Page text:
Saturday, January 17, 2009

Will Bush be prosecuted for Torture?

The Khmer Rouge, the communist ruling political party of Cambodia from 1975 to 1979, is credited with killing an estimated 1.5 million of its own people or 1/5 of the country's total population. They used waterboarding.

A form of waterboarding was used in the Spanish Inquisition, in the name of Jesus Christ.

Waterboarding in the enlightened European Middle Ages.

USA soldiers were prosecuted for waterboarding Vietcong soldiers during the Vietnam War (known in Vietnam as the US War).

President-elect Barack Obama’s nominee to be attorney general, Eric Holder, has declared waterboarding to be a form of torture and has vowed to shut down Guantanamo Bay. At his confirmation hearing before the Senate Judiciary Committee, Holder also pledged to restore credibility to the Justice Department and to serve as the people’s lawyer. If confirmed, Holder will become the nation’s first African American attorney general.

Here are excerpts of the hearing, including questions from Senate Judiciary Chair Patrick Leahy; Wisconsin’s two Democratic senators, Herb Kohl and Russ Feingold. This is Eric Holder.

    ERIC HOLDER: Let me try to state this as simply as I can. It simply should not be the policy or the practice of the United States of America to turn over a prisoner, a captured person, to a nation where we suspect or have reason to believe that that person will be tortured.

    SEN. PATRICK LEAHY: Do you agree with me that waterboarding is torture and illegal?

    ERIC HOLDER: If you look at the history of the use of that technique, used by the Khmer Rouge, used in the Inquisition, used by the Japanese and prosecuted by us as war crimes—we prosecuted our own soldiers for using it in Vietnam—I agree with you, Mr. Chairman, waterboarding is torture.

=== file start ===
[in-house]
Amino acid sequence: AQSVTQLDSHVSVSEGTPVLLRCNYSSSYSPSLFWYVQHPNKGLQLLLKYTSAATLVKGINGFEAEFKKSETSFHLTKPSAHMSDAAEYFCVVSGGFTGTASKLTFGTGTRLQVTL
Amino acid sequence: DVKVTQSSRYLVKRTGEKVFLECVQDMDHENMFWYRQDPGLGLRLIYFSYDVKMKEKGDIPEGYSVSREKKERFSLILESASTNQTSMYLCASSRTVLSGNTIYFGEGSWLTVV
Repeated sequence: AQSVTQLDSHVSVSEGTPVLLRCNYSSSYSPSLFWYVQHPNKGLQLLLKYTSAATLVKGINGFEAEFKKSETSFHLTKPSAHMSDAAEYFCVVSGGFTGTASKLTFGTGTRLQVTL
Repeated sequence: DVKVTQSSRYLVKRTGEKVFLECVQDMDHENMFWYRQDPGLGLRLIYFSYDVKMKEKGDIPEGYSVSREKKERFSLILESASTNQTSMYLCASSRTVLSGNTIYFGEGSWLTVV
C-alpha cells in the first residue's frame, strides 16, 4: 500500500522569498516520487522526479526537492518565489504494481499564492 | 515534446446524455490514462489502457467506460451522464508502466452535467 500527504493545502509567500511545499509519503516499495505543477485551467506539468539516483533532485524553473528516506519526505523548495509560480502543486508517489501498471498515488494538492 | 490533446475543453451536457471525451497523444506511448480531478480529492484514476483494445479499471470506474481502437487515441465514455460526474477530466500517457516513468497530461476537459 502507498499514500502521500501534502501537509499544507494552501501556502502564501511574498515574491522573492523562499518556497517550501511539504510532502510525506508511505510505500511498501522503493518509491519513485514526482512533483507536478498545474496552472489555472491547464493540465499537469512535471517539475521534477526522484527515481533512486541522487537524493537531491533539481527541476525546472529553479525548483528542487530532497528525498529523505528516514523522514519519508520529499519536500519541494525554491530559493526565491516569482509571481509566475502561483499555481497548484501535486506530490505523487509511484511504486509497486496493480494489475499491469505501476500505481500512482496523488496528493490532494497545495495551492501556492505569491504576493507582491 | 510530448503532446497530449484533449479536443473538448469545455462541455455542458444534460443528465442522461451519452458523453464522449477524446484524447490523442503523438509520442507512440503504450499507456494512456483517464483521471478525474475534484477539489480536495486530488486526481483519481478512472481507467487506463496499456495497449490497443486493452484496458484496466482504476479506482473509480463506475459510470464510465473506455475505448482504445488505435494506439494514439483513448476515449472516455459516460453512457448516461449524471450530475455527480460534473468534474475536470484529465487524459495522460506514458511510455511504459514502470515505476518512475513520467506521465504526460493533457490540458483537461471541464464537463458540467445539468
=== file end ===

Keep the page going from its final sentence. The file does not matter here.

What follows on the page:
SEN. PATRICK LEAHY: Do you believe that the President of the United States has authority to exercise a commander-in-chief override and immunize acts of torture?

    ERIC HOLDER: Mr. Chairman, no one is above the law.

    SEN. HERB KOHL: Mr. Holder, for decades, this country has been looked up to around the world for its unwavering commitment to human rights and the rule of law. There is a growing consensus that the detention center at Guantanamo Bay has tarnished that image. While the past two attorneys general, the current secretaries of Defense and State, and the President himself have publicly said that they would like to close Guantanamo, no steps, as yet, have been taken.

    ERIC HOLDER: To responsibly close the facility, I think that we have to understand who these people are, make an independent judgment of who they are based on an examination of the records that exist down there, so that we can treat them in an inappropriate way. I think substantial numbers of those people can be sent to other countries safely. Other people can be tried in a jurisdiction and put in jail. And there are possibly going to be other people who we’re not going to be able to try for a variety of reasons, but who nevertheless are dangerous to this country, and we’re going to have to try to figure out what we do with them. But I think that review that we’ll have to go through to figure out who these people are and in what categories they fit will take an extended period of time, and I think that is the thing that will prevent us from closing Guantanamo as quickly as I think we would like, but I want to assure the American people that Guantanamo will be closed.

    SEN. RUSS FEINGOLD: Is there anything in the FISA statute that makes you believe that the President has the ability under some other inherent power to disregard the FISA statute?

    ERIC HOLDER: No, I do not see that in the FISA statute.

    SEN. RUSS FEINGOLD: Well, thank you. I think that’s a very important break in favor of the rule of law that we’ve been waiting for in this country for many years, and I appreciate that answer.

    from Democracy Now!

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